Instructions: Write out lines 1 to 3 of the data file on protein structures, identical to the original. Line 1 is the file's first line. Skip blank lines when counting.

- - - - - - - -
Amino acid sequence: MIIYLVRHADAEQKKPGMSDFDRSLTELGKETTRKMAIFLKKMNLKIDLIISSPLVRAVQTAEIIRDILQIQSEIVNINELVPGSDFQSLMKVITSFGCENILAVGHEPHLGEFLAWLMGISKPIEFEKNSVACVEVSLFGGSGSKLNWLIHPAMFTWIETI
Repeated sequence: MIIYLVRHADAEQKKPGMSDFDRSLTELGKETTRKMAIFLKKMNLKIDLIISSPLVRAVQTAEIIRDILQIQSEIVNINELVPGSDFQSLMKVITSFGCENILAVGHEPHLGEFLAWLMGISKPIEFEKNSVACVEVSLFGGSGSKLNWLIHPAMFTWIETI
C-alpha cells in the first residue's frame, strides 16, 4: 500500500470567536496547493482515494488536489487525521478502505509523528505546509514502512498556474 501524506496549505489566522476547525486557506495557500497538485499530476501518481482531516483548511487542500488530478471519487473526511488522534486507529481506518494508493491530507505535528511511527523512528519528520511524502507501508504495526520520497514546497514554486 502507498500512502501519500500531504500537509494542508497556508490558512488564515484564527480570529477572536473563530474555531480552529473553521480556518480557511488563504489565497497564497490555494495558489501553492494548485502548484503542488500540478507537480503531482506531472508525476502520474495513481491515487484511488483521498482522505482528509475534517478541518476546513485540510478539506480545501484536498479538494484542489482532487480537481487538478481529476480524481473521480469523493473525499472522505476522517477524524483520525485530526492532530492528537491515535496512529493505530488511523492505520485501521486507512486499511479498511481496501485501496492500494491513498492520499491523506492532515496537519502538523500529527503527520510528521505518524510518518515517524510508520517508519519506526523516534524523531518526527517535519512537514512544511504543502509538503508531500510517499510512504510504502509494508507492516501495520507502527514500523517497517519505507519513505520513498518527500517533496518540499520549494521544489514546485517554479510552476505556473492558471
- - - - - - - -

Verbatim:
Amino acid sequence: MIIYLVRHADAEQKKPGMSDFDRSLTELGKETTRKMAIFLKKMNLKIDLIISSPLVRAVQTAEIIRDILQIQSEIVNINELVPGSDFQSLMKVITSFGCENILAVGHEPHLGEFLAWLMGISKPIEFEKNSVACVEVSLFGGSGSKLNWLIHPAMFTWIETI
Repeated sequence: MIIYLVRHADAEQKKPGMSDFDRSLTELGKETTRKMAIFLKKMNLKIDLIISSPLVRAVQTAEIIRDILQIQSEIVNINELVPGSDFQSLMKVITSFGCENILAVGHEPHLGEFLAWLMGISKPIEFEKNSVACVEVSLFGGSGSKLNWLIHPAMFTWIETI
C-alpha cells in the first residue's frame, strides 16, 4: 500500500470567536496547493482515494488536489487525521478502505509523528505546509514502512498556474 501524506496549505489566522476547525486557506495557500497538485499530476501518481482531516483548511487542500488530478471519487473526511488522534486507529481506518494508493491530507505535528511511527523512528519528520511524502507501508504495526520520497514546497514554486 502507498500512502501519500500531504500537509494542508497556508490558512488564515484564527480570529477572536473563530474555531480552529473553521480556518480557511488563504489565497497564497490555494495558489501553492494548485502548484503542488500540478507537480503531482506531472508525476502520474495513481491515487484511488483521498482522505482528509475534517478541518476546513485540510478539506480545501484536498479538494484542489482532487480537481487538478481529476480524481473521480469523493473525499472522505476522517477524524483520525485530526492532530492528537491515535496512529493505530488511523492505520485501521486507512486499511479498511481496501485501496492500494491513498492520499491523506492532515496537519502538523500529527503527520510528521505518524510518518515517524510508520517508519519506526523516534524523531518526527517535519512537514512544511504543502509538503508531500510517499510512504510504502509494508507492516501495520507502527514500523517497517519505507519513505520513498518527500517533496518540499520549494521544489514546485517554479510552476505556473492558471